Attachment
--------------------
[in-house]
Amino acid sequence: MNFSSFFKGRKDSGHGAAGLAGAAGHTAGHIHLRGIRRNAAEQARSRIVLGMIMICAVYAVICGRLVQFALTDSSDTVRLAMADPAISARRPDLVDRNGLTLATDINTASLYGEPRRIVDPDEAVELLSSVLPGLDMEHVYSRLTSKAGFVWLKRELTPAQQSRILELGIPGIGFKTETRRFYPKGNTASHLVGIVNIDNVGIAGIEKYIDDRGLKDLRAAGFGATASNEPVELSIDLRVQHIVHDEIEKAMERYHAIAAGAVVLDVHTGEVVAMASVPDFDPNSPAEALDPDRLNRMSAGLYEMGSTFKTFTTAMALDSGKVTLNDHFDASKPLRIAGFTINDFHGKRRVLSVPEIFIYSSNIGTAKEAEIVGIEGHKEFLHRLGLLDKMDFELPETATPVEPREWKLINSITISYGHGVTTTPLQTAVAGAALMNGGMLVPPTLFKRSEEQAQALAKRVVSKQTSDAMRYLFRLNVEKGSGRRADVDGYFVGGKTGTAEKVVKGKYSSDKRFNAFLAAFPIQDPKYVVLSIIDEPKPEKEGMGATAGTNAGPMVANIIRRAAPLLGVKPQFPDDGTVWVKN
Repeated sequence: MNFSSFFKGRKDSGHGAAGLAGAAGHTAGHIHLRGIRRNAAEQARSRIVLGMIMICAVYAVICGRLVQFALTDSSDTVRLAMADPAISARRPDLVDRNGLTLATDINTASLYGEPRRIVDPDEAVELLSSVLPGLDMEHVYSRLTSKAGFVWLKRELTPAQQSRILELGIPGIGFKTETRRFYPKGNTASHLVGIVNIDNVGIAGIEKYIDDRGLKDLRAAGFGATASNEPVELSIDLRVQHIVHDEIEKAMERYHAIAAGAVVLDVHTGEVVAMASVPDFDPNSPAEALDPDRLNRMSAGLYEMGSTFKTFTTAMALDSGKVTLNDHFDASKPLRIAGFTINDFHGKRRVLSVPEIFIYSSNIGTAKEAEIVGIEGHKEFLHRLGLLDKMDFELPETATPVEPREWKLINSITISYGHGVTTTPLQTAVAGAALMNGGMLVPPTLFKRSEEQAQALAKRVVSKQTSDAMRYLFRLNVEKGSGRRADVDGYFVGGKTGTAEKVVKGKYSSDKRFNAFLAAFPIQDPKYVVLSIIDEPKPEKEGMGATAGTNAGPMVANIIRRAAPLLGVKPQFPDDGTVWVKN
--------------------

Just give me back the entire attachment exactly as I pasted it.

[in-house]
Amino acid sequence: MNFSSFFKGRKDSGHGAAGLAGAAGHTAGHIHLRGIRRNAAEQARSRIVLGMIMICAVYAVICGRLVQFALTDSSDTVRLAMADPAISARRPDLVDRNGLTLATDINTASLYGEPRRIVDPDEAVELLSSVLPGLDMEHVYSRLTSKAGFVWLKRELTPAQQSRILELGIPGIGFKTETRRFYPKGNTASHLVGIVNIDNVGIAGIEKYIDDRGLKDLRAAGFGATASNEPVELSIDLRVQHIVHDEIEKAMERYHAIAAGAVVLDVHTGEVVAMASVPDFDPNSPAEALDPDRLNRMSAGLYEMGSTFKTFTTAMALDSGKVTLNDHFDASKPLRIAGFTINDFHGKRRVLSVPEIFIYSSNIGTAKEAEIVGIEGHKEFLHRLGLLDKMDFELPETATPVEPREWKLINSITISYGHGVTTTPLQTAVAGAALMNGGMLVPPTLFKRSEEQAQALAKRVVSKQTSDAMRYLFRLNVEKGSGRRADVDGYFVGGKTGTAEKVVKGKYSSDKRFNAFLAAFPIQDPKYVVLSIIDEPKPEKEGMGATAGTNAGPMVANIIRRAAPLLGVKPQFPDDGTVWVKN
Repeated sequence: MNFSSFFKGRKDSGHGAAGLAGAAGHTAGHIHLRGIRRNAAEQARSRIVLGMIMICAVYAVICGRLVQFALTDSSDTVRLAMADPAISARRPDLVDRNGLTLATDINTASLYGEPRRIVDPDEAVELLSSVLPGLDMEHVYSRLTSKAGFVWLKRELTPAQQSRILELGIPGIGFKTETRRFYPKGNTASHLVGIVNIDNVGIAGIEKYIDDRGLKDLRAAGFGATASNEPVELSIDLRVQHIVHDEIEKAMERYHAIAAGAVVLDVHTGEVVAMASVPDFDPNSPAEALDPDRLNRMSAGLYEMGSTFKTFTTAMALDSGKVTLNDHFDASKPLRIAGFTINDFHGKRRVLSVPEIFIYSSNIGTAKEAEIVGIEGHKEFLHRLGLLDKMDFELPETATPVEPREWKLINSITISYGHGVTTTPLQTAVAGAALMNGGMLVPPTLFKRSEEQAQALAKRVVSKQTSDAMRYLFRLNVEKGSGRRADVDGYFVGGKTGTAEKVVKGKYSSDKRFNAFLAAFPIQDPKYVVLSIIDEPKPEKEGMGATAGTNAGPMVANIIRRAAPLLGVKPQFPDDGTVWVKN